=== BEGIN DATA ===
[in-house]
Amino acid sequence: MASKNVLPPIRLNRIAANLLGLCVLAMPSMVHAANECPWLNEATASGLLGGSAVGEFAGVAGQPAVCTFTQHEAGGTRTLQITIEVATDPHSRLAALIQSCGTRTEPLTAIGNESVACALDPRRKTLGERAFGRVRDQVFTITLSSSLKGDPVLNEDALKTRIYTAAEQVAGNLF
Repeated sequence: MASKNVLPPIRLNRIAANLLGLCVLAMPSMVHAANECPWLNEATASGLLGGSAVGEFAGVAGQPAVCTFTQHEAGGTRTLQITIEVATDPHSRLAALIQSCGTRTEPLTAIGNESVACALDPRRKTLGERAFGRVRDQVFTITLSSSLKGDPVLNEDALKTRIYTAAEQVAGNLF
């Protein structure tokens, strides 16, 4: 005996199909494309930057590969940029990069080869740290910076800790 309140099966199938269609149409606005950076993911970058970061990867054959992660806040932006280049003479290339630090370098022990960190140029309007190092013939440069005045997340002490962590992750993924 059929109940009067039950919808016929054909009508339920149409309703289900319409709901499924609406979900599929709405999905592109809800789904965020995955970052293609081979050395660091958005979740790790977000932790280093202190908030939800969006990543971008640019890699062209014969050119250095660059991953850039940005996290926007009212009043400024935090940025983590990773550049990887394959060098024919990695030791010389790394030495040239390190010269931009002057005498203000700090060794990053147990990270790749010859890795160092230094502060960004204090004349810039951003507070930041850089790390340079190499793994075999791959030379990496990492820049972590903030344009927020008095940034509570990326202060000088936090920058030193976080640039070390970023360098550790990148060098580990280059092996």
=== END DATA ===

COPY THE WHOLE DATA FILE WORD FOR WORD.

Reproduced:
[in-house]
Amino acid sequence: MASKNVLPPIRLNRIAANLLGLCVLAMPSMVHAANECPWLNEATASGLLGGSAVGEFAGVAGQPAVCTFTQHEAGGTRTLQITIEVATDPHSRLAALIQSCGTRTEPLTAIGNESVACALDPRRKTLGERAFGRVRDQVFTITLSSSLKGDPVLNEDALKTRIYTAAEQVAGNLF
Repeated sequence: MASKNVLPPIRLNRIAANLLGLCVLAMPSMVHAANECPWLNEATASGLLGGSAVGEFAGVAGQPAVCTFTQHEAGGTRTLQITIEVATDPHSRLAALIQSCGTRTEPLTAIGNESVACALDPRRKTLGERAFGRVRDQVFTITLSSSLKGDPVLNEDALKTRIYTAAEQVAGNLF
């Protein structure tokens, strides 16, 4: 005996199909494309930057590969940029990069080869740290910076800790 309140099966199938269609149409606005950076993911970058970061990867054959992660806040932006280049003479290339630090370098022990960190140029309007190092013939440069005045997340002490962590992750993924 059929109940009067039950919808016929054909009508339920149409309703289900319409709901499924609406979900599929709405999905592109809800789904965020995955970052293609081979050395660091958005979740790790977000932790280093202190908030939800969006990543971008640019890699062209014969050119250095660059991953850039940005996290926007009212009043400024935090940025983590990773550049990887394959060098024919990695030791010389790394030495040239390190010269931009002057005498203000700090060794990053147990990270790749010859890795160092230094502060960004204090004349810039951003507070930041850089790390340079190499793994075999791959030379990496990492820049972590903030344009927020008095940034509570990326202060000088936090920058030193976080640039070390970023360098550790990148060098580990280059092996």